Should I split the batch sparge to 2.5 gallons and 2.5 gallons to improve efficiency or will this be too little?

I'm probably over thinking this for my first batch but I want to make sure it comes out good

I always got about 68% efficiency with NB's crush. Their mill is "locked" at something like 0.040".

You can split your batch sparge if you want, especially if volume is an issue. I used to, when I had a smaller MLT.
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Old 09-12-2012, 03:44 PM   #24
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Yoop... where do you see this line

(it'll say something like "mashout with 9.5 quarts of water at 202 degrees).

Mine always says add 168 degree water...

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Old 09-12-2012, 04:01 PM   #25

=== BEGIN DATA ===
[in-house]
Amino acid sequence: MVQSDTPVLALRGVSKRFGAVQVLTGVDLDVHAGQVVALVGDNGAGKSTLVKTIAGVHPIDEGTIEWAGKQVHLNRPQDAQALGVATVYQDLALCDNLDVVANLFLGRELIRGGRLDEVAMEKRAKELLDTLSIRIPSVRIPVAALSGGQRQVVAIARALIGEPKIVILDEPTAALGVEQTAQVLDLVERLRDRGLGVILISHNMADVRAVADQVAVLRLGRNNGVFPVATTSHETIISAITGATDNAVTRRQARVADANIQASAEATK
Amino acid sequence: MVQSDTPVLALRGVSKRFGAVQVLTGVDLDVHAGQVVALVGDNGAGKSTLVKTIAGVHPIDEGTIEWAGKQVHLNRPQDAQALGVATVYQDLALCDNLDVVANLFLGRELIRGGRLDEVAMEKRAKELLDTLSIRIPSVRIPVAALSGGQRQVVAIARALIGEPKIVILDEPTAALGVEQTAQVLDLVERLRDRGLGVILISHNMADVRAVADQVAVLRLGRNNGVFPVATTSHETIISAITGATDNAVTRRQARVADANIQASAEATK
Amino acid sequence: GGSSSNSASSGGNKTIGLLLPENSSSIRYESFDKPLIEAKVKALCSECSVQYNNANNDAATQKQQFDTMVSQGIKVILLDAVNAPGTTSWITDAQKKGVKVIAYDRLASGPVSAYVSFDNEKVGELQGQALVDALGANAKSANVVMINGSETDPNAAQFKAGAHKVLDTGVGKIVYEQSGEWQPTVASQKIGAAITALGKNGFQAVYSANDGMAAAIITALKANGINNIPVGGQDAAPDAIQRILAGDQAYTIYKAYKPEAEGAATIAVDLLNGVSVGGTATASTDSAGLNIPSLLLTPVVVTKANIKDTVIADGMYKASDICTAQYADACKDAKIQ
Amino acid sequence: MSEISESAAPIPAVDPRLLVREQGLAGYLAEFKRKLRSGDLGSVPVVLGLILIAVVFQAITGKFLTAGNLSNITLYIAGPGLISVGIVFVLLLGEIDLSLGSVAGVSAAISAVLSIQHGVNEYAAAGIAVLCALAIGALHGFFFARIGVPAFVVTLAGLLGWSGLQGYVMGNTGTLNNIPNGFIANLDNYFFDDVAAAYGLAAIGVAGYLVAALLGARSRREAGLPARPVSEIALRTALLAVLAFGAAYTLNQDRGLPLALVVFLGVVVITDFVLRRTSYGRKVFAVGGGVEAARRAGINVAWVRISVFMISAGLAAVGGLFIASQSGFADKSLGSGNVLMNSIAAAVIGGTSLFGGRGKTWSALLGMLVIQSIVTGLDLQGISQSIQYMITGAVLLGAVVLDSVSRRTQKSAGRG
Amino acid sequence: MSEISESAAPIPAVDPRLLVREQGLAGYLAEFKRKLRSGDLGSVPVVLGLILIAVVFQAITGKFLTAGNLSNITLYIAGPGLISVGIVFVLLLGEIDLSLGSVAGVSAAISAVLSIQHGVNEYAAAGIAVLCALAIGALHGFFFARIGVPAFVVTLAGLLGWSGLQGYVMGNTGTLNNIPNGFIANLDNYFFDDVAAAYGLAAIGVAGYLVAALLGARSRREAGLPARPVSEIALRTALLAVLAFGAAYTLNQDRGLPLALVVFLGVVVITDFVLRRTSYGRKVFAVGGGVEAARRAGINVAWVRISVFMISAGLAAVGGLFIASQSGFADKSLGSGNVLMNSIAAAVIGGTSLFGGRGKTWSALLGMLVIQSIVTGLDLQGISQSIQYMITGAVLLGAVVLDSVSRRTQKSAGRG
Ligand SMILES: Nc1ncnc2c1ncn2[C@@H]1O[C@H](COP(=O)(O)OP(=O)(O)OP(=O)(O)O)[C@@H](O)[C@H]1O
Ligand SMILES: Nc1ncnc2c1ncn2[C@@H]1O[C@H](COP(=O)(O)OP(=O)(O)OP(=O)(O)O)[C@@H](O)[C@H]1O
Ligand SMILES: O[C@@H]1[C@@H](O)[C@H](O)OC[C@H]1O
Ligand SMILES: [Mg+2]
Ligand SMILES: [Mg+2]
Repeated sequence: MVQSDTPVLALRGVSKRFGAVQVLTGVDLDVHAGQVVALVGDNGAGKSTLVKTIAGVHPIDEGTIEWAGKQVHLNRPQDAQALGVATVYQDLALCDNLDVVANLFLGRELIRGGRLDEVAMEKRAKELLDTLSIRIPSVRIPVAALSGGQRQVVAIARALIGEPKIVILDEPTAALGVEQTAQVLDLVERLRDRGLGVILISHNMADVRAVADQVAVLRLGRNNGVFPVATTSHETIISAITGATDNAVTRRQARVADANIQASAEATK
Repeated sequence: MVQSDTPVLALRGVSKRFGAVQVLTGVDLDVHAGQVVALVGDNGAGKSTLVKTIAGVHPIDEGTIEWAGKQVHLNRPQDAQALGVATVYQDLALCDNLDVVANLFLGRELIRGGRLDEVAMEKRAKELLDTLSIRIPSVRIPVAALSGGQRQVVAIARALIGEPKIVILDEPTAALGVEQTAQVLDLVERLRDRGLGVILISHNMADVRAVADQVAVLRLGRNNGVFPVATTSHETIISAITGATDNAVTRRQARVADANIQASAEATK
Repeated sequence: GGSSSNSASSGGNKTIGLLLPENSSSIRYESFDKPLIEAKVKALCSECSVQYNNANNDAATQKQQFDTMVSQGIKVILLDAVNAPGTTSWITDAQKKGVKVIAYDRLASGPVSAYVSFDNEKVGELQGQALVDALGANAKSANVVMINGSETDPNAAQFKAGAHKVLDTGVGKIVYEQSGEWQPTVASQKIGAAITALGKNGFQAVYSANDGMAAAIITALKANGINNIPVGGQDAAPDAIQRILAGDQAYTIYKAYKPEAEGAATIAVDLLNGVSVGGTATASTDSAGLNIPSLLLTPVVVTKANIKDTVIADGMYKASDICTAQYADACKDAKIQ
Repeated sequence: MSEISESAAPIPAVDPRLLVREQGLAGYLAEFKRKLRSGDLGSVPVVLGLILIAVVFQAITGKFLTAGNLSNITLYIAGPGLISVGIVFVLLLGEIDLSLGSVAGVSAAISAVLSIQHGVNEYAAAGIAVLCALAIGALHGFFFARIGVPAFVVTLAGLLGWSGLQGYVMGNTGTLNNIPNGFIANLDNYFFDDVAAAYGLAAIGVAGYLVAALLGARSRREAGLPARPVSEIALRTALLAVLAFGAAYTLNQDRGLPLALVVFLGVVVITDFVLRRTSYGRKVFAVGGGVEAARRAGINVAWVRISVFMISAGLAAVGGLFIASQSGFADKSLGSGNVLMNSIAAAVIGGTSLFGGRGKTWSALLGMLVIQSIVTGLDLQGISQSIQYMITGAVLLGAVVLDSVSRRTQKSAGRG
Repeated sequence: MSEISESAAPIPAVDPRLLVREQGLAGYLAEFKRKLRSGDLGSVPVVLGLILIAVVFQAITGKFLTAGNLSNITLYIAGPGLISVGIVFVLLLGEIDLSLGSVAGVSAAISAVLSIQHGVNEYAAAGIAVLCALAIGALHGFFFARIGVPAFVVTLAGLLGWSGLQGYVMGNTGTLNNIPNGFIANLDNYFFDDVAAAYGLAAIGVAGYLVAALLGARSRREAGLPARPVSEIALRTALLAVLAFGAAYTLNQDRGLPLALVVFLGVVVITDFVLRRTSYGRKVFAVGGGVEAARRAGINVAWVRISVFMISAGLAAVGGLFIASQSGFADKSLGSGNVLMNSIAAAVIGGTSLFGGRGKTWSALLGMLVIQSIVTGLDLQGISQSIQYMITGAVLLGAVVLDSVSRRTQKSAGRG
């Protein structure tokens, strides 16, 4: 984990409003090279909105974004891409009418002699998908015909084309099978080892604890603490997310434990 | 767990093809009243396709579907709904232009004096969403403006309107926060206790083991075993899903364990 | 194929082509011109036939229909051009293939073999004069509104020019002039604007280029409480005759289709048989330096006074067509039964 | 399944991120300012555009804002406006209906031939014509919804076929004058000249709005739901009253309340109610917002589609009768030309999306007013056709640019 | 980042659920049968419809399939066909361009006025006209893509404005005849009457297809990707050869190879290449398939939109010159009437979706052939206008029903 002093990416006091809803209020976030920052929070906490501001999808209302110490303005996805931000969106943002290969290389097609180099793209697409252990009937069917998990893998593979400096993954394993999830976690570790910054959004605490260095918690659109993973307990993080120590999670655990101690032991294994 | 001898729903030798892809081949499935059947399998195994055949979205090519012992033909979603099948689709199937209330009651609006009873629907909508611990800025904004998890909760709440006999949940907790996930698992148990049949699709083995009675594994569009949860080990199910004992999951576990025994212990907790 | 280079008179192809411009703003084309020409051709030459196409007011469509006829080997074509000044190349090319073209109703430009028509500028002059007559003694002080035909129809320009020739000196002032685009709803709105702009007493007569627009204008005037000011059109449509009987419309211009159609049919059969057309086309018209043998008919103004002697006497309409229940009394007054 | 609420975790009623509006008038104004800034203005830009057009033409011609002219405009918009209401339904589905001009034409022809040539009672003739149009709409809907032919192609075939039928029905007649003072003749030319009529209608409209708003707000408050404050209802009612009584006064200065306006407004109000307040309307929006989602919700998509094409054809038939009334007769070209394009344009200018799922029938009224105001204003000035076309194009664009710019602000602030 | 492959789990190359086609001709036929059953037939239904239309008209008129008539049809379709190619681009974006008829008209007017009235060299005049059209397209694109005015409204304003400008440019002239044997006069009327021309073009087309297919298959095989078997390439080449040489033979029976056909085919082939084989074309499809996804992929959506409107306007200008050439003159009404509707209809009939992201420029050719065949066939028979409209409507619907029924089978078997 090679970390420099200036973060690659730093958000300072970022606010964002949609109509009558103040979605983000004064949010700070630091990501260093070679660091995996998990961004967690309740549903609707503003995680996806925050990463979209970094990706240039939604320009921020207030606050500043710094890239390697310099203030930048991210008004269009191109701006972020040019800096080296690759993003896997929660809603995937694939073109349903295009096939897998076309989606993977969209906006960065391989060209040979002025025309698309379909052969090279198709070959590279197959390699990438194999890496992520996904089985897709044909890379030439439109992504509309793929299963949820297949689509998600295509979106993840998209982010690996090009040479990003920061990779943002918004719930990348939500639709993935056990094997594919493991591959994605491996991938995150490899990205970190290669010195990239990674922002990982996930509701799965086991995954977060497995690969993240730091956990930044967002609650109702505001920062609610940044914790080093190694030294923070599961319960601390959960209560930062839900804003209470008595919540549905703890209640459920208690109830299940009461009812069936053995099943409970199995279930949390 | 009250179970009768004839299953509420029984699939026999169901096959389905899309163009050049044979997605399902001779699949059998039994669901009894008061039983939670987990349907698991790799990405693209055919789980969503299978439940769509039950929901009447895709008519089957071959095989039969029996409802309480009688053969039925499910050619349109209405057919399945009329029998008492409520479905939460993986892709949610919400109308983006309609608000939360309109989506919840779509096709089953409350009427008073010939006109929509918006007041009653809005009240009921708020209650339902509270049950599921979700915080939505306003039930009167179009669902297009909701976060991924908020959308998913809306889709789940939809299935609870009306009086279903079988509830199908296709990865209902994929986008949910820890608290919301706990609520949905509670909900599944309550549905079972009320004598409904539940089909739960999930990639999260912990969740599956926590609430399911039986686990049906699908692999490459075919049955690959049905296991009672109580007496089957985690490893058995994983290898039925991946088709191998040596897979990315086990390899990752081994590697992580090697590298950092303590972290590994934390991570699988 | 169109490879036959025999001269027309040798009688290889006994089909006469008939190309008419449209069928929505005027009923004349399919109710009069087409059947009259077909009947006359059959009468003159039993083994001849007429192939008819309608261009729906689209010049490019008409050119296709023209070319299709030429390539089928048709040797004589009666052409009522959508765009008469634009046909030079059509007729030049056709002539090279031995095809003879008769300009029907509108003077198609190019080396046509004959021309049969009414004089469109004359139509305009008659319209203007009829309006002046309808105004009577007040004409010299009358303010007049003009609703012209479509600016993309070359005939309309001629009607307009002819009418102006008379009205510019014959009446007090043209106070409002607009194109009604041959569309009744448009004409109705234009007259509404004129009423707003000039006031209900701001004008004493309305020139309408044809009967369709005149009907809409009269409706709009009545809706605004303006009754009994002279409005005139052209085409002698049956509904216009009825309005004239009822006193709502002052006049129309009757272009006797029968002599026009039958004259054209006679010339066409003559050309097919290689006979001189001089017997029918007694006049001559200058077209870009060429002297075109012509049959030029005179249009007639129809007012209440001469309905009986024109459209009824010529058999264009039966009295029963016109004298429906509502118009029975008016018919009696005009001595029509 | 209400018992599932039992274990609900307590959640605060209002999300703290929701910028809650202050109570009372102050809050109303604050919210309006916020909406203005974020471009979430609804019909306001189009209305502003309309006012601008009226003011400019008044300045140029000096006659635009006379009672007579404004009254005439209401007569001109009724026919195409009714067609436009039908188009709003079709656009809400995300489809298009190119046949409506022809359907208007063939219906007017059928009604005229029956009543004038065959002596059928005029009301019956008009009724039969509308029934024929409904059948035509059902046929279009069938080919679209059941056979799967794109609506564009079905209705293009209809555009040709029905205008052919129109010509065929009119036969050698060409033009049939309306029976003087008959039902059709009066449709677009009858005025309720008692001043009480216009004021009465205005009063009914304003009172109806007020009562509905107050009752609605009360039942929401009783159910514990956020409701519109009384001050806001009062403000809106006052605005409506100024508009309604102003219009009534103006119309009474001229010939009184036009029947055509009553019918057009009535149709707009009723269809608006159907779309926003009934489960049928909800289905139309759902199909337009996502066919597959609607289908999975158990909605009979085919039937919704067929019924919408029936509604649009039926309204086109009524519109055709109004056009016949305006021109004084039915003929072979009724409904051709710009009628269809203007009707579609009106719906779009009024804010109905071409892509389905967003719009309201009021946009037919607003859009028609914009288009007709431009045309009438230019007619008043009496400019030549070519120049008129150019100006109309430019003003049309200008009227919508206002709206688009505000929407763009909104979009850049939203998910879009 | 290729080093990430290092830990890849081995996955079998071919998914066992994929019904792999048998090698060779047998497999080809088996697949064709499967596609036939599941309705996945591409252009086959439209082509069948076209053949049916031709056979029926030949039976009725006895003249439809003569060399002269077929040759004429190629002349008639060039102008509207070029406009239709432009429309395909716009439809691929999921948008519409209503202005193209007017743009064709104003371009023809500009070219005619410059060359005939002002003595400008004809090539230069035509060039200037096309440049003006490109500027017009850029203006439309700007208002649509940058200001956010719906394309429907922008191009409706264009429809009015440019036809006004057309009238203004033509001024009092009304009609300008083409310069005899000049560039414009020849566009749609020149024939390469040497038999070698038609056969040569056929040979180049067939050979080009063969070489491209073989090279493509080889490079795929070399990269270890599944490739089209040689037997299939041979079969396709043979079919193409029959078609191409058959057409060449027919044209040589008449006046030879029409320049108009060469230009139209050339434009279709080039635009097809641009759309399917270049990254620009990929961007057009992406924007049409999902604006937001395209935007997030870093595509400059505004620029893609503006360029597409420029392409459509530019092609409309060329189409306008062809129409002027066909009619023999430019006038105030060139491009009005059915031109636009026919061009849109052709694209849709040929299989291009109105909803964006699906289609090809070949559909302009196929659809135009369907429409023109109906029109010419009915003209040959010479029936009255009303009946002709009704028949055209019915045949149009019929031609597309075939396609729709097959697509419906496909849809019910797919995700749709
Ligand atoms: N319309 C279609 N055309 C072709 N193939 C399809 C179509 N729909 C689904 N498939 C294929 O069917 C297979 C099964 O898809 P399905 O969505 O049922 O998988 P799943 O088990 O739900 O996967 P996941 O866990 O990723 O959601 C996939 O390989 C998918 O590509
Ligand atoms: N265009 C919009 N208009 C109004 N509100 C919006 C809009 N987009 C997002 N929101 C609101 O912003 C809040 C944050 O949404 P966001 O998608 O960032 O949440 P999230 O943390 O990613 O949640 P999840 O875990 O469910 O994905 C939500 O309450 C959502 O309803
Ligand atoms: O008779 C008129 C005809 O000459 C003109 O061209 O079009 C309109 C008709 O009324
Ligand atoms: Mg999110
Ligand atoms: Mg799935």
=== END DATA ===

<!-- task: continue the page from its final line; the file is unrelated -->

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Yoop... where do you see this line

(it'll say something like "mashout with 9.5 quarts of water at 202 degrees).

Mine always says add 168 degree water...
Switch it over to a profile that uses a mash out, set up for fly sparging. Then it'll have the "mashout" step in there.

But of course, don't fly sparge, just batch sparge with the volume of mash out water + fly sparge water.

I hope that makes sense!
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Old 09-12-2012, 04:16 PM   #26
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ah ha... got it... was trying to tell my buddy that we are pouring in water that is TOO LOW... :-)

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Old 09-14-2012, 08:59 AM   #27
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Thanks for your posts Yooper. I did an all grain last week that was a few points too low. Next time I will use the fly sparge profile, great tip on adding mash out and sparge together and making the first sparges water temp higher.